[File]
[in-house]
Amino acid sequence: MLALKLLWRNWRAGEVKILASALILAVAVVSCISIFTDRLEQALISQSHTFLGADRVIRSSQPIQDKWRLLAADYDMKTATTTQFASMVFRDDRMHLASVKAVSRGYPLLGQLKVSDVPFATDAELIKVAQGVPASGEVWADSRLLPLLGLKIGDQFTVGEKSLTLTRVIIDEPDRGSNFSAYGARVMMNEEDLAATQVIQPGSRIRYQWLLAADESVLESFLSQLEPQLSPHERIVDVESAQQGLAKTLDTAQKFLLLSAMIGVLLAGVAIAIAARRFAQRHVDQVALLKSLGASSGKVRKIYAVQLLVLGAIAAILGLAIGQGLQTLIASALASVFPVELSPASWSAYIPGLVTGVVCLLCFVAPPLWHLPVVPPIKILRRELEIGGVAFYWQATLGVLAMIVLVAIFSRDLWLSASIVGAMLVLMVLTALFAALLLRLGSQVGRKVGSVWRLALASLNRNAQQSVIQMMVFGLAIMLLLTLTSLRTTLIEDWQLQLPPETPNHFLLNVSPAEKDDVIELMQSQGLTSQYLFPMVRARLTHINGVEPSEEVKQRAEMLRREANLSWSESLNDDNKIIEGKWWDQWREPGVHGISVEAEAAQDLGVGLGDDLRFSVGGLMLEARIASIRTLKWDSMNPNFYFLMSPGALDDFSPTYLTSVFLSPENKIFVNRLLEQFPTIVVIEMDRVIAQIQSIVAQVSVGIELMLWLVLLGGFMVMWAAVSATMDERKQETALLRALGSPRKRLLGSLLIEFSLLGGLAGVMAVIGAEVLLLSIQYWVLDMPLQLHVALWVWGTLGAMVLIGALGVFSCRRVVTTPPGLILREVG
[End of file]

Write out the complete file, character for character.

[in-house]
Amino acid sequence: MLALKLLWRNWRAGEVKILASALILAVAVVSCISIFTDRLEQALISQSHTFLGADRVIRSSQPIQDKWRLLAADYDMKTATTTQFASMVFRDDRMHLASVKAVSRGYPLLGQLKVSDVPFATDAELIKVAQGVPASGEVWADSRLLPLLGLKIGDQFTVGEKSLTLTRVIIDEPDRGSNFSAYGARVMMNEEDLAATQVIQPGSRIRYQWLLAADESVLESFLSQLEPQLSPHERIVDVESAQQGLAKTLDTAQKFLLLSAMIGVLLAGVAIAIAARRFAQRHVDQVALLKSLGASSGKVRKIYAVQLLVLGAIAAILGLAIGQGLQTLIASALASVFPVELSPASWSAYIPGLVTGVVCLLCFVAPPLWHLPVVPPIKILRRELEIGGVAFYWQATLGVLAMIVLVAIFSRDLWLSASIVGAMLVLMVLTALFAALLLRLGSQVGRKVGSVWRLALASLNRNAQQSVIQMMVFGLAIMLLLTLTSLRTTLIEDWQLQLPPETPNHFLLNVSPAEKDDVIELMQSQGLTSQYLFPMVRARLTHINGVEPSEEVKQRAEMLRREANLSWSESLNDDNKIIEGKWWDQWREPGVHGISVEAEAAQDLGVGLGDDLRFSVGGLMLEARIASIRTLKWDSMNPNFYFLMSPGALDDFSPTYLTSVFLSPENKIFVNRLLEQFPTIVVIEMDRVIAQIQSIVAQVSVGIELMLWLVLLGGFMVMWAAVSATMDERKQETALLRALGSPRKRLLGSLLIEFSLLGGLAGVMAVIGAEVLLLSIQYWVLDMPLQLHVALWVWGTLGAMVLIGALGVFSCRRVVTTPPGLILREVG